California Rep. Darrell Issa and his Democratic opponent are feuding over Issa’s previous comments about the Sept. 11 terrorist attacks and his commitment to first responders.
Earlier this week, Doug Applegate, a retired Marine colonel who is running against Issa, released an advertisement featuring Jaime Hazan, a 9/11 first responder.
Hazan then says Issa voted against giving health care to first responders and quotes the congressman allegedly saying that “he’d done enough” for something that was “simply a plane crash.”
But the ad plays loose with the timeline — the vote cited came two years after Issa made the remarks, when Issa and 156 other House Republicans voted against the James Zadroga 9/11 Health & Compensation Act.
In 2008, Issa was criticized for saying the attacks were not the result of a dirty bomb, dismissing the health effects.
“It simply was an aircraft, residue of the aircraft and residue of the materials used to build this building,” Issa said at a congressional hearing.
After being hit with scorn and criticism from all sides, including from his own party, Issa released a statement saying, “I continue to support federal assistance for victims of the 9/11 terrorist attacks.”
In a statement released Tuesday, Issa’s campaign said Applegate “doctored quotes in his ads to mislead California voters,” and called his actions “disgusting” and “desperate.”
In response to Applegate’s ad, the Issa campaign released its own ad that recalls his personal experience on the day of the attacks when he chose not to evacuate his congressional office to show that Congress would act in a nonpartisan way.
The campaign also rebutted the ad in its Tuesday statement, saying that Issa “voted to support those directly affected by 9/11 in Congress on at least eight separate occasions.”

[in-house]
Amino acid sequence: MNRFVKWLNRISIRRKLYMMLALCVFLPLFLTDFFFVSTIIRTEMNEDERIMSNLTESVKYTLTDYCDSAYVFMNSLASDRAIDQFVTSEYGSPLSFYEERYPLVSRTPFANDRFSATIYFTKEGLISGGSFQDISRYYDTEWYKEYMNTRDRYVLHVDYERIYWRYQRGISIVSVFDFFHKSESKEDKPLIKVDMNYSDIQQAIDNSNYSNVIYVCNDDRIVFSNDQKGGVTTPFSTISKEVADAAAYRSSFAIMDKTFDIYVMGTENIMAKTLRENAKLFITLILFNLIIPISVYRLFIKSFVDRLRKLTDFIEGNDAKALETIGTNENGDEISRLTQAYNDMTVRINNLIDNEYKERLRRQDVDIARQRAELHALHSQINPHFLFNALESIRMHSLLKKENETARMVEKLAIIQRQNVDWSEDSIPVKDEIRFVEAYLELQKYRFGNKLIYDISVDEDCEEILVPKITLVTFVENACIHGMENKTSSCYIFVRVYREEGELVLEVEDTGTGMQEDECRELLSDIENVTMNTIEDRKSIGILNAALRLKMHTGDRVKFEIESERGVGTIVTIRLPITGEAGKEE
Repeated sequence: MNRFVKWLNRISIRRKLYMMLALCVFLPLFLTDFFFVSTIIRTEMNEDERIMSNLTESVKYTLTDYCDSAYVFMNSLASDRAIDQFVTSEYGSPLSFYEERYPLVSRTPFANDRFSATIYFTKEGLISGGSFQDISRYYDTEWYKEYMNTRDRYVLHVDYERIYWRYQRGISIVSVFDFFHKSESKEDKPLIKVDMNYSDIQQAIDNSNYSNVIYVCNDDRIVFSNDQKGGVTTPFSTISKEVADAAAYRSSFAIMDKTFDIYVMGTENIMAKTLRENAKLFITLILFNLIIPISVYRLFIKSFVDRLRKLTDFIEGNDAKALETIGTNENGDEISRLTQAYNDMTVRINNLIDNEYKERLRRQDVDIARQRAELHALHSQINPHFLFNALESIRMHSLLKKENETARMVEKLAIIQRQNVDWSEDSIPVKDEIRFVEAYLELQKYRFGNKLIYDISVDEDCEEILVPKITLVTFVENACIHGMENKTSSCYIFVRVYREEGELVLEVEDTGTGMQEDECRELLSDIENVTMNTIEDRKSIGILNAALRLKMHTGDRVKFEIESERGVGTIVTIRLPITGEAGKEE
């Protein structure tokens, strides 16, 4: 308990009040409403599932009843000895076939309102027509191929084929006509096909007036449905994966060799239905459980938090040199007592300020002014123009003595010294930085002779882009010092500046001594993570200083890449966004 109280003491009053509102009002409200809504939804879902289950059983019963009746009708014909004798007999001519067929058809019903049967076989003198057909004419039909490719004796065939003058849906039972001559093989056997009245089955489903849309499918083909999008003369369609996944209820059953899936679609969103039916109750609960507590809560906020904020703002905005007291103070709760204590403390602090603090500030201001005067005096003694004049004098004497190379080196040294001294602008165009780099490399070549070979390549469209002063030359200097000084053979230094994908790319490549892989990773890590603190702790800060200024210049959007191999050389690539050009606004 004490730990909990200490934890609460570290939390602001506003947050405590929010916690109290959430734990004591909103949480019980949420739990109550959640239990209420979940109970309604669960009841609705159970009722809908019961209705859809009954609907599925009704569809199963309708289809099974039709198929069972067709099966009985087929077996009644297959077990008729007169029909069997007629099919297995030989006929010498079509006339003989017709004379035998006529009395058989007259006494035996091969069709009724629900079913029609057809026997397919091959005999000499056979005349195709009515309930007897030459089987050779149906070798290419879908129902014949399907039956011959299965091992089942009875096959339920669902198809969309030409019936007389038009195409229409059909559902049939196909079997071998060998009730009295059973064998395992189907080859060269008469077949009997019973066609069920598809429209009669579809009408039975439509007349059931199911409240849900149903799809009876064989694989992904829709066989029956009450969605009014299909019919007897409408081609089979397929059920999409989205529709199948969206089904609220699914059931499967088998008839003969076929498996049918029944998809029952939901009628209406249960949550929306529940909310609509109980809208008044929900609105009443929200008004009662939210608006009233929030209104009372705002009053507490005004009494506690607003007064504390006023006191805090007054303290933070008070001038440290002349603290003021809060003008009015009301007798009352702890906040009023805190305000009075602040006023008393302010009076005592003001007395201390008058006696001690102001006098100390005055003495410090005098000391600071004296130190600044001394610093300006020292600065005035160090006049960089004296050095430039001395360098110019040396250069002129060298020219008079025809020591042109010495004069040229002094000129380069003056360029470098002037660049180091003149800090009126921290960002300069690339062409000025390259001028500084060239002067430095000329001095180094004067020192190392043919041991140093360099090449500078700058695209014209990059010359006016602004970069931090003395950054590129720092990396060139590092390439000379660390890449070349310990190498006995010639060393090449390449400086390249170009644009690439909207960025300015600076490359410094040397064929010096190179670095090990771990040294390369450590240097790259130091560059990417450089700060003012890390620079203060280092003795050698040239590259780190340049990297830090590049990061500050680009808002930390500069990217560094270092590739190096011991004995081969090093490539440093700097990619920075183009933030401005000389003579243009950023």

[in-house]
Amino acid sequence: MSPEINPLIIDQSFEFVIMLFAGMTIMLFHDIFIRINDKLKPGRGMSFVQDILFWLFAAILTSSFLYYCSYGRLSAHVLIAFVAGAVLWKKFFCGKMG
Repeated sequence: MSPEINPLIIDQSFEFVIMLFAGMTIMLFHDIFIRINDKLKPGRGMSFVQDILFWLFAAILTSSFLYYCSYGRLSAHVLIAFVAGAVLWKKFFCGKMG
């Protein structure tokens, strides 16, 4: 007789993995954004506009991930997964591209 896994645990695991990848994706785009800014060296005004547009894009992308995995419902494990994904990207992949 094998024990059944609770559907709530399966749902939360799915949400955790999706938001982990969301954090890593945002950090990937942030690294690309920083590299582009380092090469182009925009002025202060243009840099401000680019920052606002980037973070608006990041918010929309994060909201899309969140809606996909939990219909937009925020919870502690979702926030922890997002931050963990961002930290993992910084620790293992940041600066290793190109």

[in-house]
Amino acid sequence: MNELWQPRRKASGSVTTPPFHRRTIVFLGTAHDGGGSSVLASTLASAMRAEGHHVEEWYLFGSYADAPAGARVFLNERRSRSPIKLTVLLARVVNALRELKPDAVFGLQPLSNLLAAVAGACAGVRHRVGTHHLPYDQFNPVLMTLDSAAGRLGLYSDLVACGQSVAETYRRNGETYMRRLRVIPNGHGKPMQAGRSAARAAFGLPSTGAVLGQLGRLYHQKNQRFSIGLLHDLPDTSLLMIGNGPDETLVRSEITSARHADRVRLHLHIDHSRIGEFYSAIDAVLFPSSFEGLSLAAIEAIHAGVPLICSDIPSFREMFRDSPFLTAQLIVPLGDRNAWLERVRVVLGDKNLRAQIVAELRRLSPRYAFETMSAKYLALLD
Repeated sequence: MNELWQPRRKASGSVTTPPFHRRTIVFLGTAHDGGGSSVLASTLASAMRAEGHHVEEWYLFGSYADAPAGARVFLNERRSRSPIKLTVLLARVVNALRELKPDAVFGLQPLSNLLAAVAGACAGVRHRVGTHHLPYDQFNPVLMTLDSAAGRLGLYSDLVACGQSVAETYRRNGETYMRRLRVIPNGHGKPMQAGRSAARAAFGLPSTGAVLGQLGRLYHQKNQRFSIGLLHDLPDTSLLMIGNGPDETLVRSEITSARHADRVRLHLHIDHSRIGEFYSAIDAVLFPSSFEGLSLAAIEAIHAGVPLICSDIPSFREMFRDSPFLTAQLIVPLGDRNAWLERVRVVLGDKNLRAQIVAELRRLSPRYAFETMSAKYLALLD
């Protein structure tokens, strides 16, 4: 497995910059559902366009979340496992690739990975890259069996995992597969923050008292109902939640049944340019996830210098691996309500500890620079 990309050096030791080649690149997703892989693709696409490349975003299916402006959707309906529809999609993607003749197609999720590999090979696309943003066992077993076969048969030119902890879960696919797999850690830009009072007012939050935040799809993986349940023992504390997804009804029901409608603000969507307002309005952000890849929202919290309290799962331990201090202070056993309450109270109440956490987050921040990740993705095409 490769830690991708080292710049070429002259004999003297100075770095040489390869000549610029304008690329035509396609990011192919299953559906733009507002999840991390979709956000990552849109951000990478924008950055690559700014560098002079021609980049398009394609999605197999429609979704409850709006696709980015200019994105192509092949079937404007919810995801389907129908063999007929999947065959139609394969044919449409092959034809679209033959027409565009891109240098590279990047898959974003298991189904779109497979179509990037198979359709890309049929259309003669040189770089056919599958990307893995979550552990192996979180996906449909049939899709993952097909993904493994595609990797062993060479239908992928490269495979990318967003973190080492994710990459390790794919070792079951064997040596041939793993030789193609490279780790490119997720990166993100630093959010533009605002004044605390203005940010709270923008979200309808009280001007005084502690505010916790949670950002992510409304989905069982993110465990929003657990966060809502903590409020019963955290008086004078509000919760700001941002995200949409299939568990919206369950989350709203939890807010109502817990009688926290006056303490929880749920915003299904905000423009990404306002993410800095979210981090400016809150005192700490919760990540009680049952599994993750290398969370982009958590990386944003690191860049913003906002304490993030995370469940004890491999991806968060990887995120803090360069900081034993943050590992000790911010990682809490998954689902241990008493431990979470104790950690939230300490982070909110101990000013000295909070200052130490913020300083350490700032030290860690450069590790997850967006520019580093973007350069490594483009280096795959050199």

Roll Call looked at those eight votes cited. Two are directly related to those affected by the attacks: his 2015 vote to reauthorize spending for the original Zadroga Act and his vote from 2001 to expedite payment of benefits to public safety officers.
But another of the votes Issa cites is his vote to authorize military force against al-Qaida. Another vote was for a joint resolution from two days after the attacks that was simply titled “Expressing the sense of the Senate and House of Representatives regarding the terrorist attacks launched against the United States on Sept. 11, 2001,” which put forward no money or assistance to first responders.
Two other votes that directly dealt with benefits included one from two days after the attacks that provided tax relief to victims and their families.
The other vote from October 2001 was to increase the benefits of officers killed in the line of duty, not necessarily to those who survived.
Another vote that Issa cited was from the fifth anniversary of the attacks and was a vote “expressing the sense of the House of Representatives” that, again, put forth no direct assistance. The final vote cited was from 2009, which was to create a National Day of Service and Remembrance for victims of the attacks.
This is the first real challenge Issa has gotten in his eight terms in the House, and Applegate has received assistance from national Democrats. The Democratic Congressional Campaign Committee added his campaign to their Red to Blue program, and released a poll earlier this week showing Applegate beating Issa by 4 points.